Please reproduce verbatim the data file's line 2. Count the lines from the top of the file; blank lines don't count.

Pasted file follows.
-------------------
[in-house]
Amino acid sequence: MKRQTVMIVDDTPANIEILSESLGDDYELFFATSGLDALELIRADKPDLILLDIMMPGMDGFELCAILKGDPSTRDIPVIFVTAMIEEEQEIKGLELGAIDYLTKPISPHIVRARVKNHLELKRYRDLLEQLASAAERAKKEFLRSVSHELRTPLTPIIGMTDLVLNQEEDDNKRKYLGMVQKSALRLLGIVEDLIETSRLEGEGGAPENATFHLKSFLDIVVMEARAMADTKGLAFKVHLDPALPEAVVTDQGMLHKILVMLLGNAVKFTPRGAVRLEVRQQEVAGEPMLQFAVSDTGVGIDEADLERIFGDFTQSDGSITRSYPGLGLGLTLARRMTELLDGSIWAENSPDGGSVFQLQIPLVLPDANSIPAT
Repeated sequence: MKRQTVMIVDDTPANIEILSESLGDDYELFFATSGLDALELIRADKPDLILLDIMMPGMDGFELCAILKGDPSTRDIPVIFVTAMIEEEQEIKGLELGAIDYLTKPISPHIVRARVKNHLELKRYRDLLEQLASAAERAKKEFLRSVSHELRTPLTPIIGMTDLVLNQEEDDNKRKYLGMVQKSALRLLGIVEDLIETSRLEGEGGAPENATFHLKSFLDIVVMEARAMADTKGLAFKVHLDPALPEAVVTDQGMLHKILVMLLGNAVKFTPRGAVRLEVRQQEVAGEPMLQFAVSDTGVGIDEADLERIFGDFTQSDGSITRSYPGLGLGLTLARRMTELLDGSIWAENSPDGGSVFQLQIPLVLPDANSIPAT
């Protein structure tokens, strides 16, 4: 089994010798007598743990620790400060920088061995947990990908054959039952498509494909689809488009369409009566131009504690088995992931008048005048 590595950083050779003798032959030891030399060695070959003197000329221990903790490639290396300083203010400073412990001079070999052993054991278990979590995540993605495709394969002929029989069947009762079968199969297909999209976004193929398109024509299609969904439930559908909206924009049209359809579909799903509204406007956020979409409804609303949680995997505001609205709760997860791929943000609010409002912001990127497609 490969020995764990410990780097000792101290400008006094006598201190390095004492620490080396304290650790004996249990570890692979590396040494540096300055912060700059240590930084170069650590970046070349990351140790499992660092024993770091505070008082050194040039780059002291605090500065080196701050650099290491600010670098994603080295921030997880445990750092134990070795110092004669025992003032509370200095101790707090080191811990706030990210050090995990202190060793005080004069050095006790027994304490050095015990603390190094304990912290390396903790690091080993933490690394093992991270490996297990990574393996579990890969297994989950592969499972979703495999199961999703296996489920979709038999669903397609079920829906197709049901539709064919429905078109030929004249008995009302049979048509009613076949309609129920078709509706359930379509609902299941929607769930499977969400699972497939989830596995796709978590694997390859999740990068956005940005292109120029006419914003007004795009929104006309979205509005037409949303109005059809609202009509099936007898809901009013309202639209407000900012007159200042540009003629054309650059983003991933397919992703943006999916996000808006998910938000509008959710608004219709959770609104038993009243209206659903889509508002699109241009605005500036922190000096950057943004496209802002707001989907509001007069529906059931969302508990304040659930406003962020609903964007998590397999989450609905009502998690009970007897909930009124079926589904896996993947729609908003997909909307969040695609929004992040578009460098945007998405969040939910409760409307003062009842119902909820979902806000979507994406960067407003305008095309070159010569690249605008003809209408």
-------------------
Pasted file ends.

Amino acid sequence: MKRQTVMIVDDTPANIEILSESLGDDYELFFATSGLDALELIRADKPDLILLDIMMPGMDGFELCAILKGDPSTRDIPVIFVTAMIEEEQEIKGLELGAIDYLTKPISPHIVRARVKNHLELKRYRDLLEQLASAAERAKKEFLRSVSHELRTPLTPIIGMTDLVLNQEEDDNKRKYLGMVQKSALRLLGIVEDLIETSRLEGEGGAPENATFHLKSFLDIVVMEARAMADTKGLAFKVHLDPALPEAVVTDQGMLHKILVMLLGNAVKFTPRGAVRLEVRQQEVAGEPMLQFAVSDTGVGIDEADLERIFGDFTQSDGSITRSYPGLGLGLTLARRMTELLDGSIWAENSPDGGSVFQLQIPLVLPDANSIPAT